2011 IEMA pay and benefits survey

22nd March 2011


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the environmentalist reports on the fourth annual survey of members' pay and benefits, which attracted more than 2,000 responses

The Institute of Environmental Management and Assessment (IEMA) annual members’ salary survey was carried out in December 2010 and January 2011 and 2,100 environmental managers, consultants and researchers throughout the UK provided pay and conditions data (for more details see the 2011 IEMA survey sample).

Respondents to the survey were asked to provide details of their 2010 salaries plus any extra earnings, such as bonuses, overtime and commission payments. These have been combined in most analyses to provide a comparison of total annual income from employment. Where possible, the tables show both the mean and median figures for the earnings data, but where space only allows one figure we have used the median (the midpoint in the range of figures), which is preferred by pay statisticians as it reduces the influence of a few very high or very low figures, which can distort the average.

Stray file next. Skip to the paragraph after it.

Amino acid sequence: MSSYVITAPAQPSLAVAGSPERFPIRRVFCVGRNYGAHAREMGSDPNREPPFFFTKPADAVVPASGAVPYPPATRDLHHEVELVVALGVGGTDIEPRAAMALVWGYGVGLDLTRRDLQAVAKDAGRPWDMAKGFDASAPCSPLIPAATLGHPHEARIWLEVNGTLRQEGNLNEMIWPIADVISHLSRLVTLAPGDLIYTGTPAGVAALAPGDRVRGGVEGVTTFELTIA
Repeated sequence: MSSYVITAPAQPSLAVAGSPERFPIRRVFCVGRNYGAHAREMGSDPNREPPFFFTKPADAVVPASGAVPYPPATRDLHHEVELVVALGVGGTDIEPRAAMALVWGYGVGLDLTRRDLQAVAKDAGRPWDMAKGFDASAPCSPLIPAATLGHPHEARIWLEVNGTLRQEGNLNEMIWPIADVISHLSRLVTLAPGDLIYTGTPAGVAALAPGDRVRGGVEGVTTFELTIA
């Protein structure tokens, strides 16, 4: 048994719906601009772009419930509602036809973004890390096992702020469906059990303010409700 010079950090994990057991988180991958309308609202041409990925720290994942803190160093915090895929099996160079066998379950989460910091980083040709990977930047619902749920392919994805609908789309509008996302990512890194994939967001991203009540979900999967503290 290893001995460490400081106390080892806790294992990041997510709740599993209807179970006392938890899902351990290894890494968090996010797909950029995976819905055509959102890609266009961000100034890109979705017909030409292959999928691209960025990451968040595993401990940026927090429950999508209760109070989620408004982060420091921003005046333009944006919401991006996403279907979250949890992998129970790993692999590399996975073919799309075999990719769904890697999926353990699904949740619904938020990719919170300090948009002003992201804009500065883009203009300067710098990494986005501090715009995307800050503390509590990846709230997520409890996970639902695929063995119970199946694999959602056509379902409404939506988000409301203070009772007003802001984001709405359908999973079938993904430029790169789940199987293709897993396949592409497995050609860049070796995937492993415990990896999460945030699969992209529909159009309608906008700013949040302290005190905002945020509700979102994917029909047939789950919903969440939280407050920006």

Key findings:

  • Environmental practitioners in the mining and quarrying, financial services, and transport and logistics sectors are, on average, the best paid.
  • Average earnings are highest in the southeast of England, but the differential is small between most of the UK’s regions.
  • There is a strong, positive relationship between an individual’s annual income from employment and their IEMA membership level.
  • Men’s earnings are, on average, almost one-quarter (24.2%) higher than women’s, although this partly reflects different age profiles.
  • Despite the economic recession, only a minority of environmental practitioners report pay freezes (37.2%) or cuts (7.1%).
  • The majority of respondents have received a pay rise over the past 12 months, commonly between 2% and 3% so below the current rate of inflation.
  • Almost half of environmental practitioners (46.5%) say their workload increased because of the continuing recession in 2010.
  • Around one in six environmental professionals (17.5%) works more than 45 hours a week.

Read the full survey results:

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